“By incorporating basic Buddhist practices with my A.A. practices – regular meetings, doing service, working with newcomers, living the Steps and reading A.A. literature – I have discovered an awesome way to improve my conscious contact with the God of my understanding and live life on life’s terms in relative serenity. I still have anxieties, anger and all the rest of the emotions that come with life, but, bit by bit, I am able to manage them.”
Many of us come from different belief systems and cultures, yet there has always been plenty of latitude in A.A. for members to practice whatever belief works best for them.
“I am a Sioux/Blackfoot woman. I have been sober in A.A. for many years. Many of us believe in the Great Spirit, and it was a great relief to find out I could believe in a Higher Power of my choice. I didn’t have to give up any part of my beliefs when I joined A.A. I could live in the white man’s world, but also retain all of my people’s Native traditions, customs, and ceremonies. In fact, A.A. made my beliefs stronger. My joining A.A. didn’t restrict me, it gave me more freedom. “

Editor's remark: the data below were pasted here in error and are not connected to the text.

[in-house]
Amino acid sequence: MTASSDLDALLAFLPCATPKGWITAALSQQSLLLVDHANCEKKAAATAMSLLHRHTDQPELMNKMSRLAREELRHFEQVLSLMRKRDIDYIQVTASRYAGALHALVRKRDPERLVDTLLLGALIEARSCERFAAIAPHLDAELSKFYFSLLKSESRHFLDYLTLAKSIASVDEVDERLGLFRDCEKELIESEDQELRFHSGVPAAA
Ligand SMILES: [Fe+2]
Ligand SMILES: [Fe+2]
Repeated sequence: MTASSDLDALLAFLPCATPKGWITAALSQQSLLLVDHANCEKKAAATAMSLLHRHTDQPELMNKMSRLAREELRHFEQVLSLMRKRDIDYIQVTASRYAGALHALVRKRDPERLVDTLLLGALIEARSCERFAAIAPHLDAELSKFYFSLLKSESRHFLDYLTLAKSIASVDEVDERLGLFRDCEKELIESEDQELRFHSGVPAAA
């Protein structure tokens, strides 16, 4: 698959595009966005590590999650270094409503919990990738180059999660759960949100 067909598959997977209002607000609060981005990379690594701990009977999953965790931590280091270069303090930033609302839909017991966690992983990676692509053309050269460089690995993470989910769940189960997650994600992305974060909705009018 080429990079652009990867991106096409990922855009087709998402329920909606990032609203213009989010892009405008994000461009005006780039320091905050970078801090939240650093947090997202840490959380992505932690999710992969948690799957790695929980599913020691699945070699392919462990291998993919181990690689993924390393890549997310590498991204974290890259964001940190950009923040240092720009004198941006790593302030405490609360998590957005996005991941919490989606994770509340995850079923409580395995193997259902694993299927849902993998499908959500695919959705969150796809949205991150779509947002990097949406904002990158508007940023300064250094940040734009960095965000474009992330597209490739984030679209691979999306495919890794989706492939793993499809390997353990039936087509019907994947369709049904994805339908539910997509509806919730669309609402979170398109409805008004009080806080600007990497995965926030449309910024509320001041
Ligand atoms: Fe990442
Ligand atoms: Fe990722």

The spirit of tolerance is strong in A.A., and members of all faiths and traditions find common ground in our program of recovery.
“I’m a devout, lifelong Catholic. That is an integral part of my experience, strength and hope. I call my higher power God and do not feel I should have to qualify that every time I speak at a meeting. I’m perfectly okay with others’ referring to Buddha, Mohammed, Yahweh, or whatever name they call their higher power.